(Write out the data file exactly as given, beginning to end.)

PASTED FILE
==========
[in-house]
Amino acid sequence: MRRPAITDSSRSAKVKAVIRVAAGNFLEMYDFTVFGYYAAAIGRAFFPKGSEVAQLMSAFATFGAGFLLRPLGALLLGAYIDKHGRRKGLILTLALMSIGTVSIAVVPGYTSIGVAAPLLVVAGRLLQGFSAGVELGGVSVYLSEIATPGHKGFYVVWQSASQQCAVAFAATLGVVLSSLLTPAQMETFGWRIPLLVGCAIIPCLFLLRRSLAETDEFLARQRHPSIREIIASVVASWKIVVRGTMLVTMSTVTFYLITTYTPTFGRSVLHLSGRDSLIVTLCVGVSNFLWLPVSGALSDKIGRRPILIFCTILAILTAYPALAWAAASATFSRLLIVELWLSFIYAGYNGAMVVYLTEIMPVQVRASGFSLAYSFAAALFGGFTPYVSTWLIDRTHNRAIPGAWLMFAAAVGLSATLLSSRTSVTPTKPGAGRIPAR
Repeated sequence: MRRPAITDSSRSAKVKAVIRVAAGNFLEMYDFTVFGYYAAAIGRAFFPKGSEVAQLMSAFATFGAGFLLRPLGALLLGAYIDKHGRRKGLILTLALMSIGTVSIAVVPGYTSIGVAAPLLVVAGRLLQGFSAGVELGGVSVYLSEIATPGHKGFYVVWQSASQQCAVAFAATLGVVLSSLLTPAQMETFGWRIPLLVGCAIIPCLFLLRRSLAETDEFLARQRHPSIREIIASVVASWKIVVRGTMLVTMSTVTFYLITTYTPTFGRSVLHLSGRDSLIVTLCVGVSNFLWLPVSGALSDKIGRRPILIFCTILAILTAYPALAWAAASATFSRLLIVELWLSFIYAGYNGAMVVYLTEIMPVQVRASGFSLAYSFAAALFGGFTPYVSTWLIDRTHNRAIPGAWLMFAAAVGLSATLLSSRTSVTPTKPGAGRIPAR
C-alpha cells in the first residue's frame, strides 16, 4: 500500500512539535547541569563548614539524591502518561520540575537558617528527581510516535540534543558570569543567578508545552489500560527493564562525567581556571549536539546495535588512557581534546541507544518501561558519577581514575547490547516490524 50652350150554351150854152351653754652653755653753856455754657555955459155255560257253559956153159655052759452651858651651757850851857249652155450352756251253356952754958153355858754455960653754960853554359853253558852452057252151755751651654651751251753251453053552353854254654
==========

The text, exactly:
[in-house]
Amino acid sequence: MRRPAITDSSRSAKVKAVIRVAAGNFLEMYDFTVFGYYAAAIGRAFFPKGSEVAQLMSAFATFGAGFLLRPLGALLLGAYIDKHGRRKGLILTLALMSIGTVSIAVVPGYTSIGVAAPLLVVAGRLLQGFSAGVELGGVSVYLSEIATPGHKGFYVVWQSASQQCAVAFAATLGVVLSSLLTPAQMETFGWRIPLLVGCAIIPCLFLLRRSLAETDEFLARQRHPSIREIIASVVASWKIVVRGTMLVTMSTVTFYLITTYTPTFGRSVLHLSGRDSLIVTLCVGVSNFLWLPVSGALSDKIGRRPILIFCTILAILTAYPALAWAAASATFSRLLIVELWLSFIYAGYNGAMVVYLTEIMPVQVRASGFSLAYSFAAALFGGFTPYVSTWLIDRTHNRAIPGAWLMFAAAVGLSATLLSSRTSVTPTKPGAGRIPAR
Repeated sequence: MRRPAITDSSRSAKVKAVIRVAAGNFLEMYDFTVFGYYAAAIGRAFFPKGSEVAQLMSAFATFGAGFLLRPLGALLLGAYIDKHGRRKGLILTLALMSIGTVSIAVVPGYTSIGVAAPLLVVAGRLLQGFSAGVELGGVSVYLSEIATPGHKGFYVVWQSASQQCAVAFAATLGVVLSSLLTPAQMETFGWRIPLLVGCAIIPCLFLLRRSLAETDEFLARQRHPSIREIIASVVASWKIVVRGTMLVTMSTVTFYLITTYTPTFGRSVLHLSGRDSLIVTLCVGVSNFLWLPVSGALSDKIGRRPILIFCTILAILTAYPALAWAAASATFSRLLIVELWLSFIYAGYNGAMVVYLTEIMPVQVRASGFSLAYSFAAALFGGFTPYVSTWLIDRTHNRAIPGAWLMFAAAVGLSATLLSSRTSVTPTKPGAGRIPAR
C-alpha cells in the first residue's frame, strides 16, 4: 500500500512539535547541569563548614539524591502518561520540575537558617528527581510516535540534543558570569543567578508545552489500560527493564562525567581556571549536539546495535588512557581534546541507544518501561558519577581514575547490547516490524 50652350150554351150854152351653754652653755653753856455754657555955459155255560257253559956153159655052759452651858651651757850851857249652155450352756251253356952754958153355858754455960653754960853554359853253558852452057252151755751651654651751251753251453053552353854254654